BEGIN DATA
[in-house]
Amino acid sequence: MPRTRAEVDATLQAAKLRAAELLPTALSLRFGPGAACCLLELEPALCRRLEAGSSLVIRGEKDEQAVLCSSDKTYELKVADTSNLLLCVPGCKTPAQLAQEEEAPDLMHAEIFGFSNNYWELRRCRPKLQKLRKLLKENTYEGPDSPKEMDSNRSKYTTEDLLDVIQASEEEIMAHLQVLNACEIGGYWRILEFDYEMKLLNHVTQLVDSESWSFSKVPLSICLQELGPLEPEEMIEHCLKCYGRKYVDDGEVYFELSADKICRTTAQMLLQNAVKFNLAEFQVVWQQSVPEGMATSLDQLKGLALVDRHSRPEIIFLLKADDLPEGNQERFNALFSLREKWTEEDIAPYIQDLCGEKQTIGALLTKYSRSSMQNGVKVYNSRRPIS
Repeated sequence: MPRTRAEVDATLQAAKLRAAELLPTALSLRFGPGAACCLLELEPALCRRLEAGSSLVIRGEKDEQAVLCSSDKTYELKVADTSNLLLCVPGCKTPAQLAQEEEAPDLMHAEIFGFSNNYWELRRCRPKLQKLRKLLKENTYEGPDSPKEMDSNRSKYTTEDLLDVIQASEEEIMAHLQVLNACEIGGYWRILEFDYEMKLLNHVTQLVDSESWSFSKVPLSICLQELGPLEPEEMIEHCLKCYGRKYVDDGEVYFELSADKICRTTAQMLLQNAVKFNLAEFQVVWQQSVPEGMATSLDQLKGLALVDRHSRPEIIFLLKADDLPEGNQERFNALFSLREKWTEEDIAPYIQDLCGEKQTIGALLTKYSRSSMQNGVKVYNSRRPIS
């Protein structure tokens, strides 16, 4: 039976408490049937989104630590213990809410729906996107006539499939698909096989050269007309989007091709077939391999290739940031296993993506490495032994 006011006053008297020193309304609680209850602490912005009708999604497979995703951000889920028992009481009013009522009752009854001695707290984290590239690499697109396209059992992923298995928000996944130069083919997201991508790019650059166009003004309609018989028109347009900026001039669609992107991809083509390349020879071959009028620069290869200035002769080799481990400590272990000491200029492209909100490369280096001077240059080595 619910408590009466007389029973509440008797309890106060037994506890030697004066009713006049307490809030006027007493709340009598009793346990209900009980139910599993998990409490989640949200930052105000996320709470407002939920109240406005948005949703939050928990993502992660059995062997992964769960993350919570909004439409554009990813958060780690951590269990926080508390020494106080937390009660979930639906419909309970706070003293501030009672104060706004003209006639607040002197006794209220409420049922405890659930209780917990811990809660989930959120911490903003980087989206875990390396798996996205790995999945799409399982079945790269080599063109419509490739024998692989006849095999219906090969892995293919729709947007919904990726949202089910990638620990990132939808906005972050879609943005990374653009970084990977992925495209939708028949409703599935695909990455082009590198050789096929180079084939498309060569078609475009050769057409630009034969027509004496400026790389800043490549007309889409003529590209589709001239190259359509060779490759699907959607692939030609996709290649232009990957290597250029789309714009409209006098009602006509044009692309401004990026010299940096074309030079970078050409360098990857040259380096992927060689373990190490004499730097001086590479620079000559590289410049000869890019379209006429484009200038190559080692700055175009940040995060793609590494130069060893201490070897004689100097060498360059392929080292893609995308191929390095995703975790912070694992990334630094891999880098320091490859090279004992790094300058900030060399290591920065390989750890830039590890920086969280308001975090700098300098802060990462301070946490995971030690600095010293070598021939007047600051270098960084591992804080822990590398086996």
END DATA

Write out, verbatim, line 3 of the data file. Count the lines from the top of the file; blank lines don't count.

Repeated sequence: MPRTRAEVDATLQAAKLRAAELLPTALSLRFGPGAACCLLELEPALCRRLEAGSSLVIRGEKDEQAVLCSSDKTYELKVADTSNLLLCVPGCKTPAQLAQEEEAPDLMHAEIFGFSNNYWELRRCRPKLQKLRKLLKENTYEGPDSPKEMDSNRSKYTTEDLLDVIQASEEEIMAHLQVLNACEIGGYWRILEFDYEMKLLNHVTQLVDSESWSFSKVPLSICLQELGPLEPEEMIEHCLKCYGRKYVDDGEVYFELSADKICRTTAQMLLQNAVKFNLAEFQVVWQQSVPEGMATSLDQLKGLALVDRHSRPEIIFLLKADDLPEGNQERFNALFSLREKWTEEDIAPYIQDLCGEKQTIGALLTKYSRSSMQNGVKVYNSRRPIS